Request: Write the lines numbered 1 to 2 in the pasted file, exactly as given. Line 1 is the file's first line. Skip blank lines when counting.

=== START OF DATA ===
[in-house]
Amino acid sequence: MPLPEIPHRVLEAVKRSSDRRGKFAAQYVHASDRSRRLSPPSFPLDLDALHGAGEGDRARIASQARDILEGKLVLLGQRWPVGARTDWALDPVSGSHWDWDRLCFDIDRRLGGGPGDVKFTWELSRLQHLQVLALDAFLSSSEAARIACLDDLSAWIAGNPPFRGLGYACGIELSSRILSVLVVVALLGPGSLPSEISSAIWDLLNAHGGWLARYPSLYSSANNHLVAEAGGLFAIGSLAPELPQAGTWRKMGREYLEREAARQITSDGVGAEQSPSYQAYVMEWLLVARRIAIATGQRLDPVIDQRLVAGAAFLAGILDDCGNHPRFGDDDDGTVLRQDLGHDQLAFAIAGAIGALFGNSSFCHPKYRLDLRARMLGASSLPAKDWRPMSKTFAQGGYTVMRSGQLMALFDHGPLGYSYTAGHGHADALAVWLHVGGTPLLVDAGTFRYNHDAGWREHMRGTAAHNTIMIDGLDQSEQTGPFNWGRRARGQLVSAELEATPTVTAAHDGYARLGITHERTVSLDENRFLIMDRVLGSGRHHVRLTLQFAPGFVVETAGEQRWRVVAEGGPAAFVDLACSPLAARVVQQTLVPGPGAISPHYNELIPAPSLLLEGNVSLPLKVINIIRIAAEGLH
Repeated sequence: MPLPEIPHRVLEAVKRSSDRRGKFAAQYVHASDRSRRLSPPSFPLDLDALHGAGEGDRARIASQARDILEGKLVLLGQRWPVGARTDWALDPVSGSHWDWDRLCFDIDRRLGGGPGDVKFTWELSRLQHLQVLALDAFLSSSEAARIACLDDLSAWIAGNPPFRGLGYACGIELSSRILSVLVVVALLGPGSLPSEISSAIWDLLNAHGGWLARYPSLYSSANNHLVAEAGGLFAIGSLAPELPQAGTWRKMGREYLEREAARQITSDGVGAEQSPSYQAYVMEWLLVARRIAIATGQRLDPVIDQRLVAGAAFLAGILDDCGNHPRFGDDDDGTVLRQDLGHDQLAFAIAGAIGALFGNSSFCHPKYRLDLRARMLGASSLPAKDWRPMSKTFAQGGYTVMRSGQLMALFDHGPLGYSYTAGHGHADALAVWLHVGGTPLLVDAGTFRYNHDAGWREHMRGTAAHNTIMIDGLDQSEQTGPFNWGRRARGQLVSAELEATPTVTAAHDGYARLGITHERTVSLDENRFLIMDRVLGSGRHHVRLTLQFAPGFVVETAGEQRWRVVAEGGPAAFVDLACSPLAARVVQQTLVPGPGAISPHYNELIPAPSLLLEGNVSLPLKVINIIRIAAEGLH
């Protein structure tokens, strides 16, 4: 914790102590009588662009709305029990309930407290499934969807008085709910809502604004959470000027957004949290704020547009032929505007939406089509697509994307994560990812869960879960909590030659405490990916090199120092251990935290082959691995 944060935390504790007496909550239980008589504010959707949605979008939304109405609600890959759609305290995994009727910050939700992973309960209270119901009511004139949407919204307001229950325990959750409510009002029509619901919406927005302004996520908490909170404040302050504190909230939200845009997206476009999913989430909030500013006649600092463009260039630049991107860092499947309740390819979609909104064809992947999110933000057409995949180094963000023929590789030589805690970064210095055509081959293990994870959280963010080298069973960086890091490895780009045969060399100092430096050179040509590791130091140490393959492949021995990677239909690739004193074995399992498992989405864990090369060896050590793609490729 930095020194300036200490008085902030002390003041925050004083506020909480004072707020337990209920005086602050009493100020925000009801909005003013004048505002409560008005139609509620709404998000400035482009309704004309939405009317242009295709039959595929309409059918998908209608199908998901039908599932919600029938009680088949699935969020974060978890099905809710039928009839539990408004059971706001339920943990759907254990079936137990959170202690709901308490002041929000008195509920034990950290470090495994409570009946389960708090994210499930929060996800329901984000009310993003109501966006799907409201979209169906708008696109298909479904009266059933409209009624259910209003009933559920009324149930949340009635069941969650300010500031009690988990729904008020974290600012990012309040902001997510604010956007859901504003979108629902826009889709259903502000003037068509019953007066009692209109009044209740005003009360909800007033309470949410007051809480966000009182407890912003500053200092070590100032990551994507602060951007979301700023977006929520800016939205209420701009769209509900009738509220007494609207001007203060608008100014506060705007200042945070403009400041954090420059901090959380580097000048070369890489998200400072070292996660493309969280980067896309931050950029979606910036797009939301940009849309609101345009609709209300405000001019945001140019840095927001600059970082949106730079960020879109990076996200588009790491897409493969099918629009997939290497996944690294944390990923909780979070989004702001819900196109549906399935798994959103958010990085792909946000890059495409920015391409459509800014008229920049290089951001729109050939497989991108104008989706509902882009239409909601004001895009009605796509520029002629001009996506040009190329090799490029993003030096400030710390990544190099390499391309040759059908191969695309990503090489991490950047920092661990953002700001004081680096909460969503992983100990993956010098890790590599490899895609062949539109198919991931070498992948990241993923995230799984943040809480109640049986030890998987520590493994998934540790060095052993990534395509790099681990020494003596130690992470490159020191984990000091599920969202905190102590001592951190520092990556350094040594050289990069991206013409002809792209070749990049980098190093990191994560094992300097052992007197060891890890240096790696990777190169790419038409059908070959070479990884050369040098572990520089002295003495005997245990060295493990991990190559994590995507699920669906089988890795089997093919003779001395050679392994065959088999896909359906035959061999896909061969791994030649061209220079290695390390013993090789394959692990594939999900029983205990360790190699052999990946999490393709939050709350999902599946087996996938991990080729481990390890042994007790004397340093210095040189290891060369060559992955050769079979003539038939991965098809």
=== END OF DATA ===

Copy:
[in-house]
Amino acid sequence: MPLPEIPHRVLEAVKRSSDRRGKFAAQYVHASDRSRRLSPPSFPLDLDALHGAGEGDRARIASQARDILEGKLVLLGQRWPVGARTDWALDPVSGSHWDWDRLCFDIDRRLGGGPGDVKFTWELSRLQHLQVLALDAFLSSSEAARIACLDDLSAWIAGNPPFRGLGYACGIELSSRILSVLVVVALLGPGSLPSEISSAIWDLLNAHGGWLARYPSLYSSANNHLVAEAGGLFAIGSLAPELPQAGTWRKMGREYLEREAARQITSDGVGAEQSPSYQAYVMEWLLVARRIAIATGQRLDPVIDQRLVAGAAFLAGILDDCGNHPRFGDDDDGTVLRQDLGHDQLAFAIAGAIGALFGNSSFCHPKYRLDLRARMLGASSLPAKDWRPMSKTFAQGGYTVMRSGQLMALFDHGPLGYSYTAGHGHADALAVWLHVGGTPLLVDAGTFRYNHDAGWREHMRGTAAHNTIMIDGLDQSEQTGPFNWGRRARGQLVSAELEATPTVTAAHDGYARLGITHERTVSLDENRFLIMDRVLGSGRHHVRLTLQFAPGFVVETAGEQRWRVVAEGGPAAFVDLACSPLAARVVQQTLVPGPGAISPHYNELIPAPSLLLEGNVSLPLKVINIIRIAAEGLH